8
FD-WPCN,
FD-WPCN,
No No
SI, SI
FD-WPCN,
 80dB
FD-WPCN,
SI, 
eee=bbbbbb
FD-WPCN,
60dB
FD-WPCN,
SI, 
all-60dB
FD-WPCN,
SI, 
all-40dB
FD-WPCN,
40dB
HD-WPCN
HD-WPCN
10
7
6
5
4
3
6
5
    60dB
4
Ppeak  2 Pavg
Pavg  20dBm
3
FD-WPCN,
FD-WPCN,
No No
SI SI
FD-WPCN,
 80dB
FD-WPCN,
SI,eee=bbbbbb
FD-WPCN,

 60dB
data3
data4
FD-WPCN,   40dB
HD-WPCN
data5
2
2
    60dB
0
1
Ppeak  2 Pavg , K  10
1
0
5
10
15
Pavg (dBm)
20
25
With sufficient SIC, FD-WPCN
outperforms HD-WPCN thanks to
more efficient time & power usage
30
0
2
4
6
8
10
12
14
Number of Users (K)
16
18
Employing FD is more beneficial
as number of users increases
thanks multi-user diversity
20
Concluding Remarks
Conclusion
Full-Duplex Technology
– Simultaneous Signal Tx & Rx
– New Way to Use Tx / Rx Signals
– Increased Interference
– Implementation Issues
More Advanced Protocols to Improve Various
Future Wireless Communication Networks
Thank You
Any Question?
References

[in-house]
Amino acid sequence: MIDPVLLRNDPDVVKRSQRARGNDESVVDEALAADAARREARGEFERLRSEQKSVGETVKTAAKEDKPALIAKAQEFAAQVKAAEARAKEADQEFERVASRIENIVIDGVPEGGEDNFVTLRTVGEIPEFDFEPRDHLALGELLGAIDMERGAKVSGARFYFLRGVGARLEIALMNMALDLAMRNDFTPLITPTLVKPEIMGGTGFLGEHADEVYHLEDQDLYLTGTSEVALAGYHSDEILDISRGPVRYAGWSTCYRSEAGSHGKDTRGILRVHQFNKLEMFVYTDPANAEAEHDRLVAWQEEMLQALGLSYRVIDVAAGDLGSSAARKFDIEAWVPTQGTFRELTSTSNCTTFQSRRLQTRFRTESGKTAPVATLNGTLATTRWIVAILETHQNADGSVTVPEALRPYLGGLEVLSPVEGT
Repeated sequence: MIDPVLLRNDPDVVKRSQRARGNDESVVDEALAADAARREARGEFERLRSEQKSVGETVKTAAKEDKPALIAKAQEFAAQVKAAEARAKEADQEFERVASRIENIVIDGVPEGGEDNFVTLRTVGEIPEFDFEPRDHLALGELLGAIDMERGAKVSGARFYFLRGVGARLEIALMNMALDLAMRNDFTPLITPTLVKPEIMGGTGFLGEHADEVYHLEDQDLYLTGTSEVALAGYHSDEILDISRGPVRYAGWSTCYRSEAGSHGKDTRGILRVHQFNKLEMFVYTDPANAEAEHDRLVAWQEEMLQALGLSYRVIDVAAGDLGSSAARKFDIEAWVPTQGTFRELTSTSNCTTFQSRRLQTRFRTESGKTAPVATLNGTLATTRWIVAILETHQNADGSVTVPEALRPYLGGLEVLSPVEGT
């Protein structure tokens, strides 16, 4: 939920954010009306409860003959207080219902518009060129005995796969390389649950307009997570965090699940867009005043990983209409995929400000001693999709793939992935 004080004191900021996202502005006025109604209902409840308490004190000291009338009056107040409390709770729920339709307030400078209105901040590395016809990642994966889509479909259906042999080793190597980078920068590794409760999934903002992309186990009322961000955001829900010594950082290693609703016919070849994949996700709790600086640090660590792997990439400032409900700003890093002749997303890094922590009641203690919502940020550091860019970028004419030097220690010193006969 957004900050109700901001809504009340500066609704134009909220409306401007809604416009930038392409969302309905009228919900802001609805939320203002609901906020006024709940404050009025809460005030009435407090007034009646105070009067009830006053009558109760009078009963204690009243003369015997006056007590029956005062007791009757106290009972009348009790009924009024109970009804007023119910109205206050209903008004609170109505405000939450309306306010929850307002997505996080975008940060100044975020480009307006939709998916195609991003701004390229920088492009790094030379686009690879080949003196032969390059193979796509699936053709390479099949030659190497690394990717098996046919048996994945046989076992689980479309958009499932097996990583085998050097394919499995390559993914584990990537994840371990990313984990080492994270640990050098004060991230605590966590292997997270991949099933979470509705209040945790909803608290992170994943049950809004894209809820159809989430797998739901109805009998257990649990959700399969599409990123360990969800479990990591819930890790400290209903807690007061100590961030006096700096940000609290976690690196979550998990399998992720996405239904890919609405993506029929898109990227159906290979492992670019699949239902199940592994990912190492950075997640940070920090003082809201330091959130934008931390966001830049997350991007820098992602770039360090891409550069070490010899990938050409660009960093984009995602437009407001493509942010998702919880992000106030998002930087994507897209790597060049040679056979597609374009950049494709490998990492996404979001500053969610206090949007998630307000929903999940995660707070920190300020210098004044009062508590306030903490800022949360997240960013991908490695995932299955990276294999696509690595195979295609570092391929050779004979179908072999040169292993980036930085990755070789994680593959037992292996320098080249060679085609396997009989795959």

[Nguyen2013] D. Nguyen, L. –N. Tran, P. Pirinen, and M. Latva-aho, “Precoding for full duplex multiuser MIMO systems: spectral and energy efficiency
maximization,” IEEE Trans. Signal Process., vol. 61, no. 16, pp. 4038-4050, Aug. 2013.
[Arnold2010] O. Arnold, F. Richter, G. Fettweis, and O. Blume, “Power consumption modeling of different base station types in heterogeneous cellular
networks,” in Proc. 19th Future Netw. MobileSummit (ICT Summit ‘10), pp. 1-8, Florence, Italy, June 2010.
[Xu2011] J. Xu, L. Qiu, and C. Yu, “Improving energy efficiency through multimode transmission in the downlink MIMO systems,” Eurasip J. Wireless
Commun. Netw., 2011.
[Singh2011] N. Singh, S. Diggavi, A. Proutiere, B. Radunovic, H. V. Balan, and P . Key, “Efficient and fair MAC for wireless networks with self-interference